Saturday, Sep. 23, 2023

Blyskal-Sacksen Scores A Hometown Fair Hill Win

Allie Blyskal-Sacksen grew up just five miles down the road and used to hack around the Fair Hill property.


Fair Hill, Md. – Oct. 20 

Allie Blyskal-Sacksen grew up just five miles down the road and used to hack around the Fair Hill property, so winning the two-star with Sparrow’s Nio was a dream in the making since she was 8 years old.

“I’ve been watching, helping, grooming and vet boxing at Fair Hill ever since I was 8 or 9 years old,” said Blyskal-Sacksen. “I groomed for Heidi White back when it was the long format. I’ve done thermometers up every horse’s butt in the vet box. I’ve done lifting the gate and vet check. To come here and win, it’s really exciting and special.”

Blyskal-Sacksen captured the win when cross-country leader Sharon White had a rail in the triple with Under Suspection. Two costly time faults knocked her down to fourth behind Ryan Wood on Fernhill Classic and Collen Loach on Freespirit, who both jumped clear rounds.

Show jumping has been a work in progress for Blyskal-Sacksen. She spent last winter based in Ocala, Fla., with eventer Sara Kozumplik-Murphy and her husband Brian Murphy, who specializes in show jumping. But in the two-star at Jersey Fresh this spring, she had seven rails down with the Connemara-Thoroughbred.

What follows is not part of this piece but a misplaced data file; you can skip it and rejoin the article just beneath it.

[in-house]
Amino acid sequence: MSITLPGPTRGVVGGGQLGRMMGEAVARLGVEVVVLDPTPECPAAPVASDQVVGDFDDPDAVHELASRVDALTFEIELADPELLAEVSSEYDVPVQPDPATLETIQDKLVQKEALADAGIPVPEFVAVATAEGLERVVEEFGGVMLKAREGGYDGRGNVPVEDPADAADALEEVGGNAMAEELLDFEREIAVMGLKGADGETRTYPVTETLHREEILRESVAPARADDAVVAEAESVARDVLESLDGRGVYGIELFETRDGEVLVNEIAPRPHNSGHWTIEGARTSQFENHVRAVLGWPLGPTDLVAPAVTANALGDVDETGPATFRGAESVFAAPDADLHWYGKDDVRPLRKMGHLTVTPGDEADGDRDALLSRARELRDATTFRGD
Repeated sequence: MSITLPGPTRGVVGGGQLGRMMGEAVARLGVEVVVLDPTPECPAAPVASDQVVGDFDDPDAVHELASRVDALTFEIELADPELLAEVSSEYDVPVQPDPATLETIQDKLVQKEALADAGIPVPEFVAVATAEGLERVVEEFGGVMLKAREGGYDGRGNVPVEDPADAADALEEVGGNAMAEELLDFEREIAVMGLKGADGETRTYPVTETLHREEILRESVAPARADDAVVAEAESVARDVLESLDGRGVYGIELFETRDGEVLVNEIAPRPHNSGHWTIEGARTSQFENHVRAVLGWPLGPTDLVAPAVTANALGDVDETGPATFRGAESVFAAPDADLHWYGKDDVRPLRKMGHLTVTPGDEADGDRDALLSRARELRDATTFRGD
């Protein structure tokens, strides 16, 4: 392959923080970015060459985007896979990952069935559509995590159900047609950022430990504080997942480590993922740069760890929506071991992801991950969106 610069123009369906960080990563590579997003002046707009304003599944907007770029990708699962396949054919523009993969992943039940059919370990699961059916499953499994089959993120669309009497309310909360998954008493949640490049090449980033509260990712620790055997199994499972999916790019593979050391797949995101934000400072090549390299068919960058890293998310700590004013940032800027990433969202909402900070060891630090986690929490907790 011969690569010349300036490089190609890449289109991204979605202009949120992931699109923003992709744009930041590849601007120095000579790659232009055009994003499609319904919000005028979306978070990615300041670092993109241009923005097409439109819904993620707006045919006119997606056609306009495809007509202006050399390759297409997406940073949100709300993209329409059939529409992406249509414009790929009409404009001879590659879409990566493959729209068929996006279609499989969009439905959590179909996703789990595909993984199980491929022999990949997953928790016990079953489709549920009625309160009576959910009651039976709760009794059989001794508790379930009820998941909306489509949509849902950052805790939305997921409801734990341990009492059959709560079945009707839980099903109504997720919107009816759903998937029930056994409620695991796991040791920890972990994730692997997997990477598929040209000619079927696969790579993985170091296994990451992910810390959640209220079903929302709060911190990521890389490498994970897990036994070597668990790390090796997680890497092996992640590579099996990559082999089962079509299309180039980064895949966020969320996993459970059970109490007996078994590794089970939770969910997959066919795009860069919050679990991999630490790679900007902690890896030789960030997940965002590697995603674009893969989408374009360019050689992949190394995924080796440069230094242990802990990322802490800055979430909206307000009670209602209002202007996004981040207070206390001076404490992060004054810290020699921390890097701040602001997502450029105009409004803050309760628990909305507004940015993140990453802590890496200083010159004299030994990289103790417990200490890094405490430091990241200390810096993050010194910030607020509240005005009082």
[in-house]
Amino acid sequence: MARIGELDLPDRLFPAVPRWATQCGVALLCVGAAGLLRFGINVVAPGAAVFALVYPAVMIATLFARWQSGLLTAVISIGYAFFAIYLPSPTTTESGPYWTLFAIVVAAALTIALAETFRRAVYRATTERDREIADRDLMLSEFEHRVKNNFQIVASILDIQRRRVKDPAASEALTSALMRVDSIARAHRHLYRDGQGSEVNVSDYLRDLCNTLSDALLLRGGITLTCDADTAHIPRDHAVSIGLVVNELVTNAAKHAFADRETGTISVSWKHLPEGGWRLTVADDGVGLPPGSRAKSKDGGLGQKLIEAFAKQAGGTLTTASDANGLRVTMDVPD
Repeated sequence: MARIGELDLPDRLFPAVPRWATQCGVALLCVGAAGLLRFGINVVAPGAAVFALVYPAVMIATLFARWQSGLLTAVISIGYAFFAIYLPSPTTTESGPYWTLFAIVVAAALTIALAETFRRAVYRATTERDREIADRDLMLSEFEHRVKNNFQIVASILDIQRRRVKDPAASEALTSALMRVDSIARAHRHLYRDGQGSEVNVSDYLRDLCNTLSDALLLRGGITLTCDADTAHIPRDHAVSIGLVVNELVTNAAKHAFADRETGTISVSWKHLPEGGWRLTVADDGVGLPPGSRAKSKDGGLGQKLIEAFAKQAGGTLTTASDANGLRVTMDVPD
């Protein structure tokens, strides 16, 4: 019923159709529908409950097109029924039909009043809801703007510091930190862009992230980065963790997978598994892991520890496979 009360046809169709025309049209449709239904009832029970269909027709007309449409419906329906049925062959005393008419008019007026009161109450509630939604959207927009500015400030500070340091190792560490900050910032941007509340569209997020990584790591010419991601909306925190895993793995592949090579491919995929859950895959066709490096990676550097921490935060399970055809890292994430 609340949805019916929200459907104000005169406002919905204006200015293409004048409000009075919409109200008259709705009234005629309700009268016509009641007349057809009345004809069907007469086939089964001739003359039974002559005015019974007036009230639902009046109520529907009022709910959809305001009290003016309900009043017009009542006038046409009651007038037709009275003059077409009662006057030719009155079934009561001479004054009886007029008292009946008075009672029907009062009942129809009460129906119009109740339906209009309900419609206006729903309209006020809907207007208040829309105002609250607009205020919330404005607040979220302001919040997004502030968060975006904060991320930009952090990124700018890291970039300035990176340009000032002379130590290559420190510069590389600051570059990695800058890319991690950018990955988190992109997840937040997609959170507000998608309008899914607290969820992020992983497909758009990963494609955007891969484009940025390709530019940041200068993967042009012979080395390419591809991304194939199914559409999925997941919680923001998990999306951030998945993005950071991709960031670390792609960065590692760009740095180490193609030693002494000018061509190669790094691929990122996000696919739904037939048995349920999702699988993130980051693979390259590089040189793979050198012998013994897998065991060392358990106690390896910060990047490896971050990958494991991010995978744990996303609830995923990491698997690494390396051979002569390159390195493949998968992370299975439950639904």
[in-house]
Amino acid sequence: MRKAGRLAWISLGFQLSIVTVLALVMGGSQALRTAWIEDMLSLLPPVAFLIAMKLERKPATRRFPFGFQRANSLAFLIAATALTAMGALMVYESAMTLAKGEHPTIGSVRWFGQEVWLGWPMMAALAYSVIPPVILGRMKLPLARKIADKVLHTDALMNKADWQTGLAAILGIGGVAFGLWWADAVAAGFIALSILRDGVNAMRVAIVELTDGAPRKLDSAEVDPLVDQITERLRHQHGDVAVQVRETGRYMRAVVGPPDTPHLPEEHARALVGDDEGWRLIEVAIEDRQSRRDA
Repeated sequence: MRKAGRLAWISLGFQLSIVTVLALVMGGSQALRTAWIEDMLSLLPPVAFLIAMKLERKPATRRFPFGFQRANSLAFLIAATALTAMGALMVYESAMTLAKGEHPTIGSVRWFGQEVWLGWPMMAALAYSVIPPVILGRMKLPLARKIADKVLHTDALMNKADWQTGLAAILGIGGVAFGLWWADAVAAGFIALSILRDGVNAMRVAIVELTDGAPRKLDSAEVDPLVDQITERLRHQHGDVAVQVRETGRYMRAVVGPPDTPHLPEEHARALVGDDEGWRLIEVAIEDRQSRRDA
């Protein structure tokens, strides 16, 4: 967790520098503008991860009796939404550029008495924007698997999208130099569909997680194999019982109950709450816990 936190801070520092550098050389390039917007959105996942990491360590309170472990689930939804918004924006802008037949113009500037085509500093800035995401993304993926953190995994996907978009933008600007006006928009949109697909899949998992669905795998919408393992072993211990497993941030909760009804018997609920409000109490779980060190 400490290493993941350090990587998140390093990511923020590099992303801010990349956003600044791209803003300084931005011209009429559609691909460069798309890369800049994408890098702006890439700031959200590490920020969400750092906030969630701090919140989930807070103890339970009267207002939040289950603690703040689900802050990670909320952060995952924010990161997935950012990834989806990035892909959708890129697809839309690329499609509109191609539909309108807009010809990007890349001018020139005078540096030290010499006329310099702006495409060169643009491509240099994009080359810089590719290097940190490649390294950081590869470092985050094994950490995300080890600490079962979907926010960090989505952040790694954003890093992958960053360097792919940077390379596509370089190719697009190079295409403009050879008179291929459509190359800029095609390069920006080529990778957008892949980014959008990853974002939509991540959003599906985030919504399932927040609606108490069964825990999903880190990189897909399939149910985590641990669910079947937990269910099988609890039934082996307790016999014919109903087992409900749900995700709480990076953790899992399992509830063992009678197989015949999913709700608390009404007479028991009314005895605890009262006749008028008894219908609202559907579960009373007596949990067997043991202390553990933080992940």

“He made timber on the course,” admitted Blyskal-Sacksen. So she spent the summer focusing on her show jumping with the help of her new husband, Sam, who rode in the 2008 Olympic Games in modern pentathlon.


The two have a code word to keep Blyskal-Sacksen, 23, cool before show jumping. He tells me, “Like buttah,” she said. “If I stay soft and keep him soft, he jumps well.

The last thing Blyskal-Sacksen thinks before going into the ring? “Don’t puke!” she said with a laugh. “I went through a bad phase of puking during show jumping. I would go through the finish flags and almost hit the ring steward.”

And Ryan Wood, what does he think before entering the ring? “Patience,” he said. “You’ve got to ride it like it’s not the final phase. Then I can ride positive and get the best out of the horses.”

Colleen Loach said she just goes through the course one more time in her head and then heads into the ring.

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Read more from the Dutta Corp. Fair Hill International.




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